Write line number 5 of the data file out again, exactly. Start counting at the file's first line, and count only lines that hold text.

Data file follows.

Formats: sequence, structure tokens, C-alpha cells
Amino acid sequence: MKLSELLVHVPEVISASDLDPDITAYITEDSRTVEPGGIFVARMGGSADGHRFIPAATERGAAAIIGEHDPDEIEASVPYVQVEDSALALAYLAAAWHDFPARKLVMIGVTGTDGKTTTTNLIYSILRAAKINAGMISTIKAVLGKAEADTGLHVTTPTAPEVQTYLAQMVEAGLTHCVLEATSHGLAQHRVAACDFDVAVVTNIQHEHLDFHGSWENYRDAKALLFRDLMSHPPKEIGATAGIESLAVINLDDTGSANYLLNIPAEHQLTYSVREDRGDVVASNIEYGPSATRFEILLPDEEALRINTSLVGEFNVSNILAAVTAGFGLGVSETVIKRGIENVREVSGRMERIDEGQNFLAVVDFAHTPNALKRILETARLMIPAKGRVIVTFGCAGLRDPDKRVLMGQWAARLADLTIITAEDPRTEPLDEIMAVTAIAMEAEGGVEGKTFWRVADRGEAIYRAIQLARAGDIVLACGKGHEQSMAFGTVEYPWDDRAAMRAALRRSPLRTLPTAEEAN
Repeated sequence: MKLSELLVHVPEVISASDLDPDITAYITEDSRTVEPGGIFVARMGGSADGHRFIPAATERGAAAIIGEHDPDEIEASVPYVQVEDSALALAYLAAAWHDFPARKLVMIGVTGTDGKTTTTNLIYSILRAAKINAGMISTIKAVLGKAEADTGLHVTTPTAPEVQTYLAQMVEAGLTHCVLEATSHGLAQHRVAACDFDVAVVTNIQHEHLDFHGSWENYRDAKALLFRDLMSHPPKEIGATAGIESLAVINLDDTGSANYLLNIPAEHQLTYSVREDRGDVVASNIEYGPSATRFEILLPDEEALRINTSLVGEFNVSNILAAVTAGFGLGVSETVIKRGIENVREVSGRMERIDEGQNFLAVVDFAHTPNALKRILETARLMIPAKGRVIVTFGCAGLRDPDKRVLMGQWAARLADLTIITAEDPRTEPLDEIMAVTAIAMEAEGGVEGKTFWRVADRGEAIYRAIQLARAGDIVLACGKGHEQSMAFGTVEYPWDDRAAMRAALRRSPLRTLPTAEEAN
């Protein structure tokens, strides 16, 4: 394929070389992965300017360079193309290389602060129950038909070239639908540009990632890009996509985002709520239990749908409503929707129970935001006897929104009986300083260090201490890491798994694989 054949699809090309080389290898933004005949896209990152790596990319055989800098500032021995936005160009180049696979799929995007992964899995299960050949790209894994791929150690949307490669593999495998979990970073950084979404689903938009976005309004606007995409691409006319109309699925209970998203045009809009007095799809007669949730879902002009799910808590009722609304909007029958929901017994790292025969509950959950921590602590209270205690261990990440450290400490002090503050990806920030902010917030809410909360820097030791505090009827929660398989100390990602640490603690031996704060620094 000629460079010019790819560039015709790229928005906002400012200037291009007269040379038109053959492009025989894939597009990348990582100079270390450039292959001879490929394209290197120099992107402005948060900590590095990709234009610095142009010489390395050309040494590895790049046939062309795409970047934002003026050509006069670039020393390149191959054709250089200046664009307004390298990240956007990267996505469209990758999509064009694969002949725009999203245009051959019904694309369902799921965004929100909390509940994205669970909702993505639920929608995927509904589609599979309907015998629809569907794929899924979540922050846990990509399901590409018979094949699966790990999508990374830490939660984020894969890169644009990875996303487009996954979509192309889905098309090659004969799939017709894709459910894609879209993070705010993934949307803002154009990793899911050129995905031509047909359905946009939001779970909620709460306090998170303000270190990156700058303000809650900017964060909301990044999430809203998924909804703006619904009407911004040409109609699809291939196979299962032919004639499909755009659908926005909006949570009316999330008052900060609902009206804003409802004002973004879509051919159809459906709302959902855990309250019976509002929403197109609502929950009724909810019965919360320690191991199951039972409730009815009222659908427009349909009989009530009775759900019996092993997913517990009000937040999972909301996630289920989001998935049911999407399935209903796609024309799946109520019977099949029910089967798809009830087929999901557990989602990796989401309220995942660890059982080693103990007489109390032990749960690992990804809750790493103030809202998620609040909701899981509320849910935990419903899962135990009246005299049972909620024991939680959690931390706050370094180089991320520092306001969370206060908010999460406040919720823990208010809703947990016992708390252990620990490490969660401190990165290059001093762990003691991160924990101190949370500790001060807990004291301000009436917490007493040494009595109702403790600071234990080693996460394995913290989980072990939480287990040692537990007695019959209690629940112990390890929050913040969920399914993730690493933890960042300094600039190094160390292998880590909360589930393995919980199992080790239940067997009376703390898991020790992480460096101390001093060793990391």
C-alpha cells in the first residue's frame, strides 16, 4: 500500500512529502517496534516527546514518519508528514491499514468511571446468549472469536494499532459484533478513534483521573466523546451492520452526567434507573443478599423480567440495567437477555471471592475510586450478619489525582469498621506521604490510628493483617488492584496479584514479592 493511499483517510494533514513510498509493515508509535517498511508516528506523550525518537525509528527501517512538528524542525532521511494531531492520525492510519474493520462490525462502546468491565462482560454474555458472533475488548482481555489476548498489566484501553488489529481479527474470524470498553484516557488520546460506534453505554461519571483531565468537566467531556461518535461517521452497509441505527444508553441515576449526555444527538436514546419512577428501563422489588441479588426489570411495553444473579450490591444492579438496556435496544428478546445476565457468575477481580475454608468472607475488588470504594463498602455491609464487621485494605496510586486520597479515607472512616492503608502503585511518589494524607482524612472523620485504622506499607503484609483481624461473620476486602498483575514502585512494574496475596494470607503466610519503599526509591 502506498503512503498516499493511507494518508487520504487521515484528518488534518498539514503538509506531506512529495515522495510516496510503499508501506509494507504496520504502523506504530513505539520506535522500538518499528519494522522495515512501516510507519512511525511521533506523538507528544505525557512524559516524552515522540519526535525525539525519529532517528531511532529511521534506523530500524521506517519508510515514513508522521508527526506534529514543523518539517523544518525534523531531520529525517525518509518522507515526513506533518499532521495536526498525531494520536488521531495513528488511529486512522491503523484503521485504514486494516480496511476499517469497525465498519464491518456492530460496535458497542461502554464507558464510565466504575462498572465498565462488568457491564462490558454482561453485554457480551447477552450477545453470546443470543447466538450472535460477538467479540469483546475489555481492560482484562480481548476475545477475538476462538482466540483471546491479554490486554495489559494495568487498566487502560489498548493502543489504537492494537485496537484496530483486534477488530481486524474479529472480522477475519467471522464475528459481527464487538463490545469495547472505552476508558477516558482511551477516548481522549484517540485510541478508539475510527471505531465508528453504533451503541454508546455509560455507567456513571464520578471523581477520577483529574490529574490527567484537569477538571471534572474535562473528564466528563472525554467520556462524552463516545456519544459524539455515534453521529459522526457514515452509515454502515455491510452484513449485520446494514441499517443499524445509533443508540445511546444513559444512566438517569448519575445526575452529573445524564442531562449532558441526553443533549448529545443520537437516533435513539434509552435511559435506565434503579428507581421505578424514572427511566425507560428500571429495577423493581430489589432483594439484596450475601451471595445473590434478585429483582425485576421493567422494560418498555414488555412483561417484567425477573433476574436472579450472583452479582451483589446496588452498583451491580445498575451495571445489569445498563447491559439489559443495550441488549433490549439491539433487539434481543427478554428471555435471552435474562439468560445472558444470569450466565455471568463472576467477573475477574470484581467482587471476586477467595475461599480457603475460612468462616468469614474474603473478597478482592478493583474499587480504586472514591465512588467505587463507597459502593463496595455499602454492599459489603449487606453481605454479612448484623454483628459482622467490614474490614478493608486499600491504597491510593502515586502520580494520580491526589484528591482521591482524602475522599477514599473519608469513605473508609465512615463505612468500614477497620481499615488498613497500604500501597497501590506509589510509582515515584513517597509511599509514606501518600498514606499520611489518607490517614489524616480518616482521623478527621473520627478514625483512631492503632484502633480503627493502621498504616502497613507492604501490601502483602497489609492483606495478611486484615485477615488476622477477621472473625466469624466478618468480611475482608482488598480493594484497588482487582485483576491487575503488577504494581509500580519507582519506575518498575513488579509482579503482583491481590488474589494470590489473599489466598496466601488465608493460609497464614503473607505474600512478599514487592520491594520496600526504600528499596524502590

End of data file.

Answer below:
C-alpha cells in the first residue's frame, strides 16, 4: 500500500512529502517496534516527546514518519508528514491499514468511571446468549472469536494499532459484533478513534483521573466523546451492520452526567434507573443478599423480567440495567437477555471471592475510586450478619489525582469498621506521604490510628493483617488492584496479584514479592 493511499483517510494533514513510498509493515508509535517498511508516528506523550525518537525509528527501517512538528524542525532521511494531531492520525492510519474493520462490525462502546468491565462482560454474555458472533475488548482481555489476548498489566484501553488489529481479527474470524470498553484516557488520546460506534453505554461519571483531565468537566467531556461518535461517521452497509441505527444508553441515576449526555444527538436514546419512577428501563422489588441479588426489570411495553444473579450490591444492579438496556435496544428478546445476565457468575477481580475454608468472607475488588470504594463498602455491609464487621485494605496510586486520597479515607472512616492503608502503585511518589494524607482524612472523620485504622506499607503484609483481624461473620476486602498483575514502585512494574496475596494470607503466610519503599526509591 502506498503512503498516499493511507494518508487520504487521515484528518488534518498539514503538509506531506512529495515522495510516496510503499508501506509494507504496520504502523506504530513505539520506535522500538518499528519494522522495515512501516510507519512511525511521533506523538507528544505525557512524559516524552515522540519526535525525539525519529532517528531511532529511521534506523530500524521506517519508510515514513508522521508527526506534529514543523518539517523544518525534523531531520529525517525518509518522507515526513506533518499532521495536526498525531494520536488521531495513528488511529486512522491503523484503521485504514486494516480496511476499517469497525465498519464491518456492530460496535458497542461502554464507558464510565466504575462498572465498565462488568457491564462490558454482561453485554457480551447477552450477545453470546443470543447466538450472535460477538467479540469483546475489555481492560482484562480481548476475545477475538476462538482466540483471546491479554490486554495489559494495568487498566487502560489498548493502543489504537492494537485496537484496530483486534477488530481486524474479529472480522477475519467471522464475528459481527464487538463490545469495547472505552476508558477516558482511551477516548481522549484517540485510541478508539475510527471505531465508528453504533451503541454508546455509560455507567456513571464520578471523581477520577483529574490529574490527567484537569477538571471534572474535562473528564466528563472525554467520556462524552463516545456519544459524539455515534453521529459522526457514515452509515454502515455491510452484513449485520446494514441499517443499524445509533443508540445511546444513559444512566438517569448519575445526575452529573445524564442531562449532558441526553443533549448529545443520537437516533435513539434509552435511559435506565434503579428507581421505578424514572427511566425507560428500571429495577423493581430489589432483594439484596450475601451471595445473590434478585429483582425485576421493567422494560418498555414488555412483561417484567425477573433476574436472579450472583452479582451483589446496588452498583451491580445498575451495571445489569445498563447491559439489559443495550441488549433490549439491539433487539434481543427478554428471555435471552435474562439468560445472558444470569450466565455471568463472576467477573475477574470484581467482587471476586477467595475461599480457603475460612468462616468469614474474603473478597478482592478493583474499587480504586472514591465512588467505587463507597459502593463496595455499602454492599459489603449487606453481605454479612448484623454483628459482622467490614474490614478493608486499600491504597491510593502515586502520580494520580491526589484528591482521591482524602475522599477514599473519608469513605473508609465512615463505612468500614477497620481499615488498613497500604500501597497501590506509589510509582515515584513517597509511599509514606501518600498514606499520611489518607490517614489524616480518616482521623478527621473520627478514625483512631492503632484502633480503627493502621498504616502497613507492604501490601502483602497489609492483606495478611486484615485477615488476622477477621472473625466469624466478618468480611475482608482488598480493594484497588482487582485483576491487575503488577504494581509500580519507582519506575518498575513488579509482579503482583491481590488474589494470590489473599489466598496466601488465608493460609497464614503473607505474600512478599514487592520491594520496600526504600528499596524502590